If I went to my bedroom, what do I expect? My bed. If I go to a war-zone, death; If I go to a prison, prisoners; if I go to a hospital, sick people and doctors trying to cure them; if I go to a palace, kings and queens; in churches, clergy and laity; in a school, teachers and students. If I go to homes I find families.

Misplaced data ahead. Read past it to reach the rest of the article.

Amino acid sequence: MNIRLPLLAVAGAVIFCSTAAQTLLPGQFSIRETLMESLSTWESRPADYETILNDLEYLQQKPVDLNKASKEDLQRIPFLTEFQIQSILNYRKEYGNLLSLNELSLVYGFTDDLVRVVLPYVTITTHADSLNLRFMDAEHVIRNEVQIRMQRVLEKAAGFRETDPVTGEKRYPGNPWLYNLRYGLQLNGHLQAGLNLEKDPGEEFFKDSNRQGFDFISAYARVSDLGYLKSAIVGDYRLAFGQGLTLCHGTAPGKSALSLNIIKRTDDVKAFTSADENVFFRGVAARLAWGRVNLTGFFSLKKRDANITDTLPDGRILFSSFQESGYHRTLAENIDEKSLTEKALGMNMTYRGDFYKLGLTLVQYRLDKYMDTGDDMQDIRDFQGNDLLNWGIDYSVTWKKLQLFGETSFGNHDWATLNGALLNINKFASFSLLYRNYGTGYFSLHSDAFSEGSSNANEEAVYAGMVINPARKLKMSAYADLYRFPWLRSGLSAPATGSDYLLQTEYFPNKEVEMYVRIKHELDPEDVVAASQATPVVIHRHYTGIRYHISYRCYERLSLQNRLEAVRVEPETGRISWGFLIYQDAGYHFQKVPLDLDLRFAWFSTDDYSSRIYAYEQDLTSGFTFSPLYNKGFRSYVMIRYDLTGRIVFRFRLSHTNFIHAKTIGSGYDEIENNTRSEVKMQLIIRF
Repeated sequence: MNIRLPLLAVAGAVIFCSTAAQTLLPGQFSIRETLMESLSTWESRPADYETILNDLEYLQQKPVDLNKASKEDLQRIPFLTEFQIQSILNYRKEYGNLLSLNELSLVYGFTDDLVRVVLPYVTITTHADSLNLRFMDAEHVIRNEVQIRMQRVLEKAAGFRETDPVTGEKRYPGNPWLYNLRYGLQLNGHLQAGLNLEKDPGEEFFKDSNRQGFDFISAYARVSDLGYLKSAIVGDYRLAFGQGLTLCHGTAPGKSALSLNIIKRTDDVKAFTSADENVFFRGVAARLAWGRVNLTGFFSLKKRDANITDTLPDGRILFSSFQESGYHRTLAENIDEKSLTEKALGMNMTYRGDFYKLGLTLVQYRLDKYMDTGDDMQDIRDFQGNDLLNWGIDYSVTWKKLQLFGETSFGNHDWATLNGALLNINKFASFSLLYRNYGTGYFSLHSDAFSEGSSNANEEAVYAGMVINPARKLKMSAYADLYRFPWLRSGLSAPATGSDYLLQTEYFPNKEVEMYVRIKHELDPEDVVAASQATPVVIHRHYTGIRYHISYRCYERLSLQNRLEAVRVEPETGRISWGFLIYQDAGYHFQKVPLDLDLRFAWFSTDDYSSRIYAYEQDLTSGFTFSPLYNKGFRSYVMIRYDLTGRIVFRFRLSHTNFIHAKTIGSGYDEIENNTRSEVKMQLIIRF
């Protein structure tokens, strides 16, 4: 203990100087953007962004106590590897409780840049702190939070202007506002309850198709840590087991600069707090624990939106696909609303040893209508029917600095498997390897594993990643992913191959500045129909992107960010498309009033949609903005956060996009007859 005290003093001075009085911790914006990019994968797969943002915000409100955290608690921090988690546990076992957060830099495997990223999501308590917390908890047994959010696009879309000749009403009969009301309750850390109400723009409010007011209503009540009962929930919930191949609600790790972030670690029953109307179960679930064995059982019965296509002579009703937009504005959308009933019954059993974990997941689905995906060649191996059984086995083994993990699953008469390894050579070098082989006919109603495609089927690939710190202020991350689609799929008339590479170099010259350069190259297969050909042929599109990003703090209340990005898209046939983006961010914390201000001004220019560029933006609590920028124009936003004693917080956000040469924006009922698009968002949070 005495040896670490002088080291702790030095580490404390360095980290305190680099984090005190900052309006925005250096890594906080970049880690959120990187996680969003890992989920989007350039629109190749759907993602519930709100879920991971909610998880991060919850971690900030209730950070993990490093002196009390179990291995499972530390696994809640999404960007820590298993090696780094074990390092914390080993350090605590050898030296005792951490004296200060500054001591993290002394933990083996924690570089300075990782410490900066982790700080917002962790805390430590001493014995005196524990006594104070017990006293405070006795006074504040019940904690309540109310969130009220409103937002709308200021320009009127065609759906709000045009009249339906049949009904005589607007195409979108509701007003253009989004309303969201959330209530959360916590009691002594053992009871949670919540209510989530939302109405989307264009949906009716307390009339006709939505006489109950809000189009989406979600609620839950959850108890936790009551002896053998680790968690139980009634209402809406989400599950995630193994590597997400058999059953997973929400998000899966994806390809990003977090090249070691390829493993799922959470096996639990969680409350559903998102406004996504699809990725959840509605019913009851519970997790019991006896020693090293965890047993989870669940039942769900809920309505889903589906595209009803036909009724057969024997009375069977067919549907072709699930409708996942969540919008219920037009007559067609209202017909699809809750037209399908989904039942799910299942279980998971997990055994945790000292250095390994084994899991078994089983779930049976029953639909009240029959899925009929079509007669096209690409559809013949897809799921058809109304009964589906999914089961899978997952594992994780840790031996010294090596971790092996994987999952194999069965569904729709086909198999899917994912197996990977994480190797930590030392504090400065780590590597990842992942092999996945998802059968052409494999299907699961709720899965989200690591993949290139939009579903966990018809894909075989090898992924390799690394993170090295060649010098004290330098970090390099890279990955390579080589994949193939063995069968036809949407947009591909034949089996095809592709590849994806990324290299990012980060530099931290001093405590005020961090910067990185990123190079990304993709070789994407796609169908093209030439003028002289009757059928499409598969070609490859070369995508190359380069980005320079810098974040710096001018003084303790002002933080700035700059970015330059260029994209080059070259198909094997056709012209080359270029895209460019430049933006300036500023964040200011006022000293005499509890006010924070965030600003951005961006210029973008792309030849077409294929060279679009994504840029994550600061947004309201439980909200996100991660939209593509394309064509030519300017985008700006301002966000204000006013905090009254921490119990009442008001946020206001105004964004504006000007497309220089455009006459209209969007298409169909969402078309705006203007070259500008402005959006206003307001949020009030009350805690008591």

What do I mean by this platitude? If I come to the U.S., I find “Americans.” If I’ve come to a post-industrial society, I expect bureaucratic migratory grinding as a first welcome, from the cubicles of their human assembly line. I wish the random checks randomly got not-so-random–checking me every time because of me. But precisely there’s the beauty of it: it’s nothing personal. Precisely there is the catch: it’s not because of you, you brown, black, yellow, South American, Arabic, Indian, African, you; … Read more